The team's net cash in operating activities, which represents the "measurement of money [owner George Shinn] is being asked to take out of his pocket to keep operations going," according to sports economist Andrew Zimbalist. In 2008, that amount was $7.4 million; in 2009, $1.4 million (slide 12). Zimbalist points out that "things got much more problematic for the franchise" the following year.

The two obvious questions that arise after reading this document are... 

1) Did George Shinn just fleece the NBA by selling this franchise for, reportedly, up to $300 million? 

2) Can any prospective buyers in Louisiana reasonably be expected to do so much better than Shinn that these huge deficits could be avoided?

To the first question, the league has a vested interest in propping up its franchise sale prices, keeping the buy-in price high to ensure maximum milking from the overseas billionaires who represent the league's future owners. The Hornets might not be worth $300 million, especially after reading these documents and after all star point guard Chris Paul inevitably skips down, but the right to own one of only 30 NBA teams surely hovers around that price. Contingent, of course, on being able to relocate.

To the second question, these numbers paint a pretty grim reality, one that was always assumed, and probably known by those who needed to know or who were interested in purchasing the team. For the general public, however, it casts a cold cloud over the city's chances to enjoy NBA basketball indefinitely into the future.

The only hope for basketball in New Orleans now is for an ownership group to arise that is not only happy to keep basketball in New Orleans out of the goodness of its heart, but is willing to do so while sustaining heavy losses while playing in front of hit-or-miss fan support. Good luck with that.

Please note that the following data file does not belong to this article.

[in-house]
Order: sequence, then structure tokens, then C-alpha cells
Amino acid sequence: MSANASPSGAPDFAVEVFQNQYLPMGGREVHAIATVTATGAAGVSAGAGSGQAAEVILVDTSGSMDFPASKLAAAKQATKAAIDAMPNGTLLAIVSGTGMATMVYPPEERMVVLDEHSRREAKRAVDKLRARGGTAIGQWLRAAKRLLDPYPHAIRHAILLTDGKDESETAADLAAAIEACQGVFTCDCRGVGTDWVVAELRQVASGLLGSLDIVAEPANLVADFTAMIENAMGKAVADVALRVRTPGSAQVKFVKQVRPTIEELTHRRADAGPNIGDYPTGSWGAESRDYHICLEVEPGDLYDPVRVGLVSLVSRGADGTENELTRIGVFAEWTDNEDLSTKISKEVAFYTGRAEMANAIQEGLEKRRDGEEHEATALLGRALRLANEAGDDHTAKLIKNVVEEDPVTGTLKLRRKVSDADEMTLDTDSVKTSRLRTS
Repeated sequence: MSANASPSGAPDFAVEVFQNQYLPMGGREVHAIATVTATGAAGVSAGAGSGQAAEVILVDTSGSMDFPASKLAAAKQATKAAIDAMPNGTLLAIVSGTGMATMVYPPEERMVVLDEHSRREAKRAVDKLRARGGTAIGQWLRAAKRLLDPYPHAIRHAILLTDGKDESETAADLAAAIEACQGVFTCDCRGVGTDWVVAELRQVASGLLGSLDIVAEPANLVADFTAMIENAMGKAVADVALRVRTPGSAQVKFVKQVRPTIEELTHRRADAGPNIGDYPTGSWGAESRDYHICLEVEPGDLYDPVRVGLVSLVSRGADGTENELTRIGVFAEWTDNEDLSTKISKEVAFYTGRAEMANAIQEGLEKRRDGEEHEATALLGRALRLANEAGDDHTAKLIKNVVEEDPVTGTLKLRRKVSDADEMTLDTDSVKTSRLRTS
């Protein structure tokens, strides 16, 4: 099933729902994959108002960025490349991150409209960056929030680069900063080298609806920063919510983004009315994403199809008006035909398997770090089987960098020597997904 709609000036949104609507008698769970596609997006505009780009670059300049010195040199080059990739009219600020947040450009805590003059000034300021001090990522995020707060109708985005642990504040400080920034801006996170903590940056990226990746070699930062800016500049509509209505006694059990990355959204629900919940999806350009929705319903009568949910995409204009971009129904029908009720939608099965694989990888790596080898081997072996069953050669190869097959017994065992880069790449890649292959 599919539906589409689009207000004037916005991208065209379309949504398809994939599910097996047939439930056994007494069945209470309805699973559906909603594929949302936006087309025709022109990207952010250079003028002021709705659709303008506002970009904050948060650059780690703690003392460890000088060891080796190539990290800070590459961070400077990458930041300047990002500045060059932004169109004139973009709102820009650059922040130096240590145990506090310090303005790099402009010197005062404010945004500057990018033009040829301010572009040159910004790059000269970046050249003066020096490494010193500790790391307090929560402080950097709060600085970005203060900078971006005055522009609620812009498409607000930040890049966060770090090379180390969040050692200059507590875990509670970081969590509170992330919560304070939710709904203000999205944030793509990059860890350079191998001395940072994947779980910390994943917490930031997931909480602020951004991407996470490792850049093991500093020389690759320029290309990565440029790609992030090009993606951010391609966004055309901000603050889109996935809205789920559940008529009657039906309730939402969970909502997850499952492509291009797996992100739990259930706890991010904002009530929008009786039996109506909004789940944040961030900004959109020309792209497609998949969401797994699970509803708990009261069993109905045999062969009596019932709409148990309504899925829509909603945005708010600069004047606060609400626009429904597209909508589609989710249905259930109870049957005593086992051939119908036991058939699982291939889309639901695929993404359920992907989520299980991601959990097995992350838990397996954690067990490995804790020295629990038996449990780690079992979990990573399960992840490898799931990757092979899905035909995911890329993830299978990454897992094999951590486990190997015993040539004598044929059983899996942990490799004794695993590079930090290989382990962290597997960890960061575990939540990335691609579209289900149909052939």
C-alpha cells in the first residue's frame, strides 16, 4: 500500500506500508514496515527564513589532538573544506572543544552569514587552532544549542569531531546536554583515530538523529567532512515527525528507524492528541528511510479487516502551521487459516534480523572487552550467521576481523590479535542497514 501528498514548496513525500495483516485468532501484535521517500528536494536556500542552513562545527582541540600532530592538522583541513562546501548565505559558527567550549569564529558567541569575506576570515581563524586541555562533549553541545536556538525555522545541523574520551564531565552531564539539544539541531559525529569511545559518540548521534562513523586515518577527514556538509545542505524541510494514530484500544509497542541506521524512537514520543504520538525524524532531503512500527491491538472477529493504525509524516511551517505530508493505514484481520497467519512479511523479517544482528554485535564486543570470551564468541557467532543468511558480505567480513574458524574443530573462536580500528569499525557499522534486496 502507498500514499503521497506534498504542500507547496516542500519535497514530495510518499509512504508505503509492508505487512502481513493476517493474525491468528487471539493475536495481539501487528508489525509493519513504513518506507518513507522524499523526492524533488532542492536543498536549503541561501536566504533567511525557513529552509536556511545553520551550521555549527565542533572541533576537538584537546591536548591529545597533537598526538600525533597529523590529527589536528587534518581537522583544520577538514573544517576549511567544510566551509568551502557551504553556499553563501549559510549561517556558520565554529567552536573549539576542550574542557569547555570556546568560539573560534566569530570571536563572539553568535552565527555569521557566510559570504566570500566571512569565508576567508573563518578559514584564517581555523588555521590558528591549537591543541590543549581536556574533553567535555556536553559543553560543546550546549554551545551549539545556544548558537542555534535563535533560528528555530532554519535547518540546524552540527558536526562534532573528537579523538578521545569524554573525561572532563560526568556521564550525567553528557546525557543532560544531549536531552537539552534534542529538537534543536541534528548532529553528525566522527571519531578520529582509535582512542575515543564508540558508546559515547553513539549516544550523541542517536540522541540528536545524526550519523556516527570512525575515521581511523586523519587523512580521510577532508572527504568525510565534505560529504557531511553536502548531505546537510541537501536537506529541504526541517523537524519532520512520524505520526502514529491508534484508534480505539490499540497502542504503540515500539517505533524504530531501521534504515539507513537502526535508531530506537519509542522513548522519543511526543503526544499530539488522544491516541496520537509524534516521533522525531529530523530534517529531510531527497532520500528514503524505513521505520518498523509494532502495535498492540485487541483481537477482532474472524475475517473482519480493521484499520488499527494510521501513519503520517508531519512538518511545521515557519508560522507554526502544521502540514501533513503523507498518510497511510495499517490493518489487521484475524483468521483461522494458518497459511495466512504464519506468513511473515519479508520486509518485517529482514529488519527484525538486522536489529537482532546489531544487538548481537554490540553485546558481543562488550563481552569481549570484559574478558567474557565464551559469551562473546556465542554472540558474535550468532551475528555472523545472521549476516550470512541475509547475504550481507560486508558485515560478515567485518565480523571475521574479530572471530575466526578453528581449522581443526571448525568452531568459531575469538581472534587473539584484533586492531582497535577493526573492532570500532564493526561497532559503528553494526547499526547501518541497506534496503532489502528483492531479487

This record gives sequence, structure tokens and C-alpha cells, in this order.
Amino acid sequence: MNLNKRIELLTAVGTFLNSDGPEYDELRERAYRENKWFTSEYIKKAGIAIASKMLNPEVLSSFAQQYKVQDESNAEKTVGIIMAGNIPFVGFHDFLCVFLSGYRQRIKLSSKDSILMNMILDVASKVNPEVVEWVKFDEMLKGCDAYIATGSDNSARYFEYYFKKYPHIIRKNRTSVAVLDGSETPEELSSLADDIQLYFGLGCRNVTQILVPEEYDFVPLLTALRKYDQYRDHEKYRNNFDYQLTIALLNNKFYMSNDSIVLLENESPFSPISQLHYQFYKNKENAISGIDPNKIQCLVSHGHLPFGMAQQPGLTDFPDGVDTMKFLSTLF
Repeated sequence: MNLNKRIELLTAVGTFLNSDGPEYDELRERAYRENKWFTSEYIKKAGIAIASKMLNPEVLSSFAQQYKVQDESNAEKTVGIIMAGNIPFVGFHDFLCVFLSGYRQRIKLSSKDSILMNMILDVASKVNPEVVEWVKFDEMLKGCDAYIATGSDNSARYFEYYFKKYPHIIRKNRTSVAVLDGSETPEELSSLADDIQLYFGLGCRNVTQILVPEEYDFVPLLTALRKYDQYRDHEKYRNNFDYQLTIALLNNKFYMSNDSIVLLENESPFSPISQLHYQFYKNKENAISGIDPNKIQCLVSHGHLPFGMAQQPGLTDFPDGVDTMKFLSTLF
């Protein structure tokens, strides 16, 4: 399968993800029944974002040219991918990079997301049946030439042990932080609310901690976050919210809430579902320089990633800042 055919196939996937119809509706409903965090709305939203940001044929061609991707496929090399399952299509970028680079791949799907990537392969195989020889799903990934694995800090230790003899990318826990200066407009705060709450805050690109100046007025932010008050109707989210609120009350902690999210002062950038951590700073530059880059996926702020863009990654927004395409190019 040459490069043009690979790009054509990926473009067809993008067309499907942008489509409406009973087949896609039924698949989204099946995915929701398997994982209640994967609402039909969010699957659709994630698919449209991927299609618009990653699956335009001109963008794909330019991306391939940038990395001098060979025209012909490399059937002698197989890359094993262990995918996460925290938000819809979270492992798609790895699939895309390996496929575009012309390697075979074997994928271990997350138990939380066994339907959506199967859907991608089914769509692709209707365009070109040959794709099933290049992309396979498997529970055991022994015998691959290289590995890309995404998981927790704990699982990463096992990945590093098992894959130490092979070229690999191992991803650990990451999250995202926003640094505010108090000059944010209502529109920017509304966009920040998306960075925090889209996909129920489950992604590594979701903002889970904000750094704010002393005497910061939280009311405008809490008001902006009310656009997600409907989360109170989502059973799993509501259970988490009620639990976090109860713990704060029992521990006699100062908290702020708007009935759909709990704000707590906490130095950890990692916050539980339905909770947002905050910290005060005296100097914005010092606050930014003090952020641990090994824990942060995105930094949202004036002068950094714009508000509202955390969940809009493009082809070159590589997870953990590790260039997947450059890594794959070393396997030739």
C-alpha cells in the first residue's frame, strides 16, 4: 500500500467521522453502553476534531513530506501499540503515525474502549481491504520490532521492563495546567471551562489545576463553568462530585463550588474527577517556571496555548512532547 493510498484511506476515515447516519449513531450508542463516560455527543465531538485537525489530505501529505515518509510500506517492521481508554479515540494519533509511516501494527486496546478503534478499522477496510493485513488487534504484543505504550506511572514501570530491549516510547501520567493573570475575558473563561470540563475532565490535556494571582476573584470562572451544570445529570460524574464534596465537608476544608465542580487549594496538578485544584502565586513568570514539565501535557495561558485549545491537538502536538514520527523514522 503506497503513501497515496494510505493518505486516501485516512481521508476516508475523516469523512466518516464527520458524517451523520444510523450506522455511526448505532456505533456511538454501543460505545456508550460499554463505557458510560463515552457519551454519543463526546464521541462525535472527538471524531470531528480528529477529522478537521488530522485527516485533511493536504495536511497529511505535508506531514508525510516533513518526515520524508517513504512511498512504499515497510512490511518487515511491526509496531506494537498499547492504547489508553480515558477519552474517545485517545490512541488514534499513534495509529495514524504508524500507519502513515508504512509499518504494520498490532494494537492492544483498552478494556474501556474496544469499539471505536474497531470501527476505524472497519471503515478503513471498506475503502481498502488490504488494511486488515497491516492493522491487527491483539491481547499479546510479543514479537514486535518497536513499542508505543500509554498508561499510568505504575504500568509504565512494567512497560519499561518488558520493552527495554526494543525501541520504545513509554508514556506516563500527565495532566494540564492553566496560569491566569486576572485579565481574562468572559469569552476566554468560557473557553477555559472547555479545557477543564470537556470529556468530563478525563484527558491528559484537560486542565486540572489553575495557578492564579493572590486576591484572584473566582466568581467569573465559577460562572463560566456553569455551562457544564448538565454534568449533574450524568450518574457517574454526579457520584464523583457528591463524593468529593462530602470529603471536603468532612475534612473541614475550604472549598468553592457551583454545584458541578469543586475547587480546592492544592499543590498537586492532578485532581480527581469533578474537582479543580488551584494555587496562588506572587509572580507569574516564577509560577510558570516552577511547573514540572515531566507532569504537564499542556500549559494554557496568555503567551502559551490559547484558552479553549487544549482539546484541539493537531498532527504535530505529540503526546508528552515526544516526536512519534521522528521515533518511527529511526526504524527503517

This team is as good as gone.

Posted on: December 7, 2010 12:09 pm
 

Report: League looking at Kansas City for Hornets

Posted by Royce Young

If, and that's a big if, the Hornets don't stay in New Orleans, a number of cities will be lining up to grab them. And a report from FanHouse says the league is strongly looking at moving the team to Kansas City and the newly built Sprint Center.

Matt Moore laid out a number of possibilities that included Seattle, Anaheim, Chicago and Kansas City. What's the drawback to KC? Here's what Matt said:
That said, the jewel in their crown is pretty simple. It's the building. Sprint Center, built in 2005 and opened in 2007, has a capacity of 18,555 with a considerably higher number of available luxury suites and club seating due to how the building was constructed. Specifically, the arena was built to capitalize on how current arena economics work. Tickets are valuable, to be sure, but the money is made with sponsorships, and luxury seating. 

What's missing? A buyer. AEG who owns the Sprint Center, made noise early on about pursuing either a hockey or basketball team to fill the arena. But with the Pittsburgh Penguins using them as a straw man to get a new arena in Pittsburgh, there has been no team to arrive. Furthermore, it turns out the arena is making more money as a concert venue than it may with a regular tenant. With the recession having hit Kansas City well before the rest of the country and a lack of progressive technology firms in the area, finding a prospective owner outside of AEG is going to be a hard sell. Kansas City remains a viable candidate but it remains to be seen if either AEG or the city will commit to making a serious inquiry toward the Hornets.